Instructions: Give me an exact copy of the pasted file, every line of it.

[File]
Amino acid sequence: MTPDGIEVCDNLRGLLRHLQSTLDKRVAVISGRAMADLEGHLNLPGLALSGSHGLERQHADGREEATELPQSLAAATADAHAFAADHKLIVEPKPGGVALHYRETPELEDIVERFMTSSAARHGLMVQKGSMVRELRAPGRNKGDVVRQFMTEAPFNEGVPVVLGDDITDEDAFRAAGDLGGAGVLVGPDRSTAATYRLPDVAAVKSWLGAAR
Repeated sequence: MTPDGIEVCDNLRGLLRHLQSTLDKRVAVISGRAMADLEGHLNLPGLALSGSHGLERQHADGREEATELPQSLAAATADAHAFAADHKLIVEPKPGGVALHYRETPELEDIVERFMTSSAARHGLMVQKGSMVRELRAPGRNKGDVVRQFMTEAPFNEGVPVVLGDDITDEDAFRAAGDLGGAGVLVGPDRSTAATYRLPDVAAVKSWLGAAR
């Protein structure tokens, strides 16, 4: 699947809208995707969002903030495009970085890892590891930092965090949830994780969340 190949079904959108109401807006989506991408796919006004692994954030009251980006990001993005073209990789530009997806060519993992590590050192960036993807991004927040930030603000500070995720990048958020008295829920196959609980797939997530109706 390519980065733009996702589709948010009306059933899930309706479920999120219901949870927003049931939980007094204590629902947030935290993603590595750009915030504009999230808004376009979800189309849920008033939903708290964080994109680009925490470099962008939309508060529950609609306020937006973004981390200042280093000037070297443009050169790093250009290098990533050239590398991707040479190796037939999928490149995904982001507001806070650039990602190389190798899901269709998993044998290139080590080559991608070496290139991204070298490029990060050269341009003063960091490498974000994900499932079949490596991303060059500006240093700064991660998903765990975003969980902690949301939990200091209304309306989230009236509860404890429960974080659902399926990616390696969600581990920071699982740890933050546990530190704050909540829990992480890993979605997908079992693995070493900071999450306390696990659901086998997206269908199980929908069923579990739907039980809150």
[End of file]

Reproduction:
Amino acid sequence: MTPDGIEVCDNLRGLLRHLQSTLDKRVAVISGRAMADLEGHLNLPGLALSGSHGLERQHADGREEATELPQSLAAATADAHAFAADHKLIVEPKPGGVALHYRETPELEDIVERFMTSSAARHGLMVQKGSMVRELRAPGRNKGDVVRQFMTEAPFNEGVPVVLGDDITDEDAFRAAGDLGGAGVLVGPDRSTAATYRLPDVAAVKSWLGAAR
Repeated sequence: MTPDGIEVCDNLRGLLRHLQSTLDKRVAVISGRAMADLEGHLNLPGLALSGSHGLERQHADGREEATELPQSLAAATADAHAFAADHKLIVEPKPGGVALHYRETPELEDIVERFMTSSAARHGLMVQKGSMVRELRAPGRNKGDVVRQFMTEAPFNEGVPVVLGDDITDEDAFRAAGDLGGAGVLVGPDRSTAATYRLPDVAAVKSWLGAAR
């Protein structure tokens, strides 16, 4: 699947809208995707969002903030495009970085890892590891930092965090949830994780969340 190949079904959108109401807006989506991408796919006004692994954030009251980006990001993005073209990789530009997806060519993992590590050192960036993807991004927040930030603000500070995720990048958020008295829920196959609980797939997530109706 390519980065733009996702589709948010009306059933899930309706479920999120219901949870927003049931939980007094204590629902947030935290993603590595750009915030504009999230808004376009979800189309849920008033939903708290964080994109680009925490470099962008939309508060529950609609306020937006973004981390200042280093000037070297443009050169790093250009290098990533050239590398991707040479190796037939999928490149995904982001507001806070650039990602190389190798899901269709998993044998290139080590080559991608070496290139991204070298490029990060050269341009003063960091490498974000994900499932079949490596991303060059500006240093700064991660998903765990975003969980902690949301939990200091209304309306989230009236509860404890429960974080659902399926990616390696969600581990920071699982740890933050546990530190704050909540829990992480890993979605997908079992693995070493900071999450306390696990659901086998997206269908199980929908069923579990739907039980809150």